Those who would dismiss the Omicron variant would do well to listen to a recording of a young, fit, athletic member of my family who describes what it is like. And is not an experience any of us should take lightly.

That partly explains my decision to support what the Government are doing to try to combat the rapid spread of the Omicron variant in the highly controversial vote on Tuesday. I do of course understand the strength of feeling from those who believe that this is some kind of a thin edge of a wedge which will lead to autocratic interference in our freedoms. I understand it, but do not wholly subscribe to that concern, and suspect that it may be a little overstated.

I am no scientist nor epidemiologist, and therefore on balance took the view that accepting the experts’ advice and voting with the Government was overall likely to be of benefit to my constituents' health and well-being. The particular aspect of the proposals to which many constituents from the Libertarian wing (as am I) object are the so-called ‘Covid Passport’ provisions. Yet the requirement that at major events (over 500 people with many exceptions) you need to be able to show a negative lateral flow test from the last 24 hours, or that you are double vaccinated, is actually less than premier league football games, for example, have been demanding in recent months.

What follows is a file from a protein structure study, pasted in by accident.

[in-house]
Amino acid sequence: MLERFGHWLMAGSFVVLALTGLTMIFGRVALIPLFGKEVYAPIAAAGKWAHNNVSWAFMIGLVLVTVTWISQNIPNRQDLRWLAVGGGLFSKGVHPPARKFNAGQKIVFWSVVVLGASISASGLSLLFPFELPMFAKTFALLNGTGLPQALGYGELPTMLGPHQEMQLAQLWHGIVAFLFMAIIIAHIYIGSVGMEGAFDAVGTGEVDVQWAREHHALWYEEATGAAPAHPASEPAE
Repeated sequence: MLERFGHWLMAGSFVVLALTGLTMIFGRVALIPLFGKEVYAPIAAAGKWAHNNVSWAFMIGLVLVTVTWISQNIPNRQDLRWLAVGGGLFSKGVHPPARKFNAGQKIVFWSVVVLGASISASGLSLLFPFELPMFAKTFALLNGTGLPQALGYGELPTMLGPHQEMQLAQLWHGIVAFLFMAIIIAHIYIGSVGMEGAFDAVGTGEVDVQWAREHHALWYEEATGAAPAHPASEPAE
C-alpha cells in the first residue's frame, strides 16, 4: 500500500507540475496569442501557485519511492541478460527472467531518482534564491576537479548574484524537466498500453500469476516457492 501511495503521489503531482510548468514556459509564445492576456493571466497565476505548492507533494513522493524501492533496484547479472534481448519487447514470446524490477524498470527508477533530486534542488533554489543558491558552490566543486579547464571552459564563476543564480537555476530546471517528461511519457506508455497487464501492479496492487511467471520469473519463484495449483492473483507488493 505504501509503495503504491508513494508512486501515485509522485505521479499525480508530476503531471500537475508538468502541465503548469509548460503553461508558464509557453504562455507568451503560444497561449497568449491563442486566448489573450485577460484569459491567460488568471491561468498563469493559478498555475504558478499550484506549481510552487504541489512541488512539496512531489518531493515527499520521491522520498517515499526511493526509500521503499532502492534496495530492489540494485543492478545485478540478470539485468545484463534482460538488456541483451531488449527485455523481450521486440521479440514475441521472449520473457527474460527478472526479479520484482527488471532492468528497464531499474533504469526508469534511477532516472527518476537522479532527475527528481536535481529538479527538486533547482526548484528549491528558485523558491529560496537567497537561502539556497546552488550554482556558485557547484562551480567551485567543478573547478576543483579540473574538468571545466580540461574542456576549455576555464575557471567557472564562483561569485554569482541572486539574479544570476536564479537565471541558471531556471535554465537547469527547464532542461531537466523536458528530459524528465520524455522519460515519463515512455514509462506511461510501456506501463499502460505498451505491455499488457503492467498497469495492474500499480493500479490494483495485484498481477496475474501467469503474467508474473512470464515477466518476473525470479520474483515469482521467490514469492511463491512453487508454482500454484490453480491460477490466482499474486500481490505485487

We know that the Omicron variant is incredibly infectious, with rates doubling in the UK every 2 days. We know that having one or two jabs has little impact on your chance of getting and transmitting the virus, but a booster does reduce it by 75%. It seems inevitable that Omicron will spread across the population extraordinarily quickly, and all we can hope to do is slow it slightly.  There has been independent modelling suggesting that if we do nothing, it will lead to 75,000 extra deaths in the UK by April. That may well be an overstatement, but I am concerned that if we do not do something to constrain it, it will lead to many more deaths and hospitalisations. After all, if we have been over stringent, we could easily reverse these measures, but we cannot reverse tragic deaths.

There are strong arguments on either side. But doing nothing does not seem to me to be a justifiable option. We know this tsunami of infection is hitting the nation - if it does lead to a rise in deaths (which is definitely possible), how could I justify having refused to do anything about it?  This pandemic has already killed 150,000 people in the UK. This is not just a seasonal cold.

So I understand the threats to individual liberties, and will continue to monitor any further infringement of them. But for now, I believe that the balance is in favour of safeguards against infection rather than safeguards of our freedoms. That is why I supported the Government in the votes last night.